It’s no secret that U.S. stocks are overvalued. After eight consecutive years of gains -- we’re now into the ninth -- it would make sense that the S&P 500 Index would have above-average valuations based on almost every measure.
Legitimate arguments can be made that U.S. stocks deserve these prices for many reasons, including low interest rates, low inflation, slower growth everywhere, higher profit margins, and a diverse and mature economy.
The problem for investors is that stock market cycles don’t always follow the same pattern. No one really knows if we’re in the seventh-inning stretch, the bottom of the ninth, or heading into extra innings. They don’t ring a bell at the top and these things can go on for much longer than most investors imagine. So it helps to assess the alternatives when investing in this type of environment.
Here are your options:
Raise cash. Investors who are worried about overvalued markets can always go to cash and pray for a crash. Stocks don’t have to collapse from current levels, but it’s always a possibility. The comfort of cash sounds like an intelligent strategy, but there are two caveats. First, you could miss out on further gains. The S&P 500 has averaged 25 percent gains in the 12 months preceding market peaks since 1937. If you do go to cash in hopes of calling a top, you have to be prepared for the possibility of watching a melt-up from the sidelines. Cash also yields next to nothing, so the relative performance difference under this scenario would be huge. And second, when timing the markets, you have to be right twice -- once when you get out, and one when you get back in. No one can consistently call tops and bottoms, so there should be rules in place to guide your actions and tell you when to get back in. Sitting on the sidelines can be psychologically challenging: Once you’re out and stocks begin to fall, there will always be further reasons to stay out. Holding cash can become an addiction when you get out of the markets.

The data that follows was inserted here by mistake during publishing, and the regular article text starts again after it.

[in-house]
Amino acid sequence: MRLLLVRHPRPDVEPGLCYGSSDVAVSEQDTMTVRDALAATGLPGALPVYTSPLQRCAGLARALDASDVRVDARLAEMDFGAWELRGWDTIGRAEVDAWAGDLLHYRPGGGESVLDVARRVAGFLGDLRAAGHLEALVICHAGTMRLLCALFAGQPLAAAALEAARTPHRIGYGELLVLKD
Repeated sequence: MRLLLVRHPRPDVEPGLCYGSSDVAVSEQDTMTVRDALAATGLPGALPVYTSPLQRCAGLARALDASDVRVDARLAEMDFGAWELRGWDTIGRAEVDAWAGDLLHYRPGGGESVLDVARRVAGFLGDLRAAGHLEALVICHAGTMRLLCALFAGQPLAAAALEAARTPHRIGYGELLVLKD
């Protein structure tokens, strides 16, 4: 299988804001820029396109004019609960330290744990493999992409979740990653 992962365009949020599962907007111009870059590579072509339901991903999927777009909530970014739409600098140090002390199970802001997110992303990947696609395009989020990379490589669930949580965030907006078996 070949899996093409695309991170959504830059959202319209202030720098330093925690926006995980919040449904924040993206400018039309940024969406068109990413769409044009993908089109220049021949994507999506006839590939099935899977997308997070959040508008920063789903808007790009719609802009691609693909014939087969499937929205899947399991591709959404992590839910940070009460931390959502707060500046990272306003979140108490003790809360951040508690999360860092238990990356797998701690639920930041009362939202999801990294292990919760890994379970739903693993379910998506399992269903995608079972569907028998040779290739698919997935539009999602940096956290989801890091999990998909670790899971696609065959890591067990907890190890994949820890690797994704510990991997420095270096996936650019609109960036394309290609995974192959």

Overweight bonds. Along these same lines, investors could underweight stocks and overweight bonds in their portfolio. A bad year in the bond market is like a bad week in the stock market, but at lower interest rates bonds will likely see much higher volatility than they have in the past, along with lower future returns.
Own more overseas stocks. According to a paper by Vanguard, U.S. investors have almost 80 per cent of their equity exposure in U.S. stocks. This home-country bias has served investors well over the past few years, but markets outside of the U.S. are much cheaper now because of it. Investors worried about U.S. valuations can find much better value in foreign developed- and emerging-market stocks, but this requires many to invest outside of their comfort zone.
Get more tactical with your asset allocation. After the financial crisis, investors became much more accepting of tactical asset allocation as a way to reduce drawdowns or volatility. The difficult part about getting tactical is that valuation is typically a terrible signal to use as a timing tool. Mean reversion rarely follows a set schedule. In the short-to-intermediate term, stocks are driven more by sentiment, trends and momentum than valuations, so overvalued markets can always become more overvalued and undervalued markets can always become more undervalued. Take your emotions out of the equation by making it a systematic, consistent process. Since nothing works all the time in the markets, you must accept that you’re bound to be on the wrong side of a trade in any tactical model. This type of investing requires investors to pay insurance premiums occasionally by buying or selling at the wrong time and getting whipsawed by jumping in and out.
Reset your expectations. Trees don’t grow to the sky, so it would make sense that a period of above-average returns would be followed by a period of below-average returns. Investors banking on high market returns to meet their goals are going to have to save more, work longer, lower their spending, or some combination of the three. A change in expectations doesn’t necessarily mean a change in strategy, but it does require discipline to stick it out during a potentially difficult market environment.
There are no easy solutions when investing in an overvalued market. Every strategy has its flaws. The trick for investors in this situation is to find a strategy they can stick with no matter what happens in the markets. No one can predict the future, but you can plan how you will react under different scenarios.
Ben Carlson is director of institutional asset management at Ritholtz Wealth Management. He is the author of “Organizational Alpha: How to Add Value in Institutional Asset Management.”Report Typo/Error